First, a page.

A common practice in application management is to send test messages at regular intervals (often from various locations, e.g. branch offices) to measure the availability and response time of an application from the consumer’s perspective. If a WSDL is available for the service, we use this to generate the skeleton of the test message, and let the admin fill in appropriate values. Rather than a WSDL we’d much rather have a “ready-to-use” (possibly after admin review) test message that would be provided as part of the service description. Especially as it would be defined by the application creator, who presumably knows a lot more about that makes a safe and yet relevant message to send to the application as a ping.

Attaching policies and SLAs

One of the things that WSDLs are often used for, beyond syntax validation and stub generation, is to attach policies and SLAs. For that purpose, you really don’t need the XSD message definition that makes up so much of the WSDL. You really just need a way to identify operations on which to attach policies and SLAs. We could use a much simpler description language than WSDL for this. But if you throw away the very notion of a description language, you’ve thrown away the baby (a classification of the requests processed by the service) along with the bathwater (a syntax validation mechanism).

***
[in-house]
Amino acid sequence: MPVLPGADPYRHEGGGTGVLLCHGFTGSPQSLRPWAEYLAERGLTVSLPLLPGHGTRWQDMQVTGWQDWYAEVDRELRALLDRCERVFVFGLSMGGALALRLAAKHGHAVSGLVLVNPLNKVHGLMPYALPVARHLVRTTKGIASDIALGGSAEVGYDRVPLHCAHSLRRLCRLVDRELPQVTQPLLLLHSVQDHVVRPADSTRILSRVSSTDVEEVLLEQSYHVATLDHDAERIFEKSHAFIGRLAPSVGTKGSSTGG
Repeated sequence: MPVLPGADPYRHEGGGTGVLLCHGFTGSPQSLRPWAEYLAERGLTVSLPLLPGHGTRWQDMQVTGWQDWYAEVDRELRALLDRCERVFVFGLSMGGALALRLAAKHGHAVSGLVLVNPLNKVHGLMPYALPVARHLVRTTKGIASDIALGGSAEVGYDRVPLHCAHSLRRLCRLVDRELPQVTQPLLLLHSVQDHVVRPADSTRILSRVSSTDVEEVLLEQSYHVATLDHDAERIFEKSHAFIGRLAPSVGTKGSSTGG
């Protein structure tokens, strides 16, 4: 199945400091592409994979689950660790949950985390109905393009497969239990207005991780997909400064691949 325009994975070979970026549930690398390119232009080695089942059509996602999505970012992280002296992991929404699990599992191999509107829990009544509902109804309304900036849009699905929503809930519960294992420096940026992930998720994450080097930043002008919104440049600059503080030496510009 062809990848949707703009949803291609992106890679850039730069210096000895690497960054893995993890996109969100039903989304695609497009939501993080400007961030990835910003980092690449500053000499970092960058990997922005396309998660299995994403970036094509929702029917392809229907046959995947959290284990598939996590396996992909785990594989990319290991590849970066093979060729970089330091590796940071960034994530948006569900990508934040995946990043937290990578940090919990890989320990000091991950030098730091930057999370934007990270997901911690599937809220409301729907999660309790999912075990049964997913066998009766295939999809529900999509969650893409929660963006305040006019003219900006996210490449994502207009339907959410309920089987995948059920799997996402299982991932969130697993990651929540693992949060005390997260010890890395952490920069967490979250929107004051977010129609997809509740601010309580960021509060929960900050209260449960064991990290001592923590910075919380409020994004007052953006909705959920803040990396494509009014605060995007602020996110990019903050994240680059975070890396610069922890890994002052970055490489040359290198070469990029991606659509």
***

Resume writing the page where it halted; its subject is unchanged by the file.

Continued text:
Governance / versioning

One benefit of having a service description document is that you can see when it changes. Even if you reduce this to a simple binary value (did it change since I last checked, y/n) there’s value in this. Even better if you can introspect the description document to see which requests are affected by the change. And whether the change is backward-compatible. Offering the “before” XSD and the “after” XSD is almost useless for automatic processing. It’s unlikely that some automated XSD inspection can tell me whether I can keep using my previous messages or I need to update them. A simple machine-readable declaration of that fact would be a lot more useful.

I just listed three, but there are other application management use cases, like governance/auditing, that need a service description.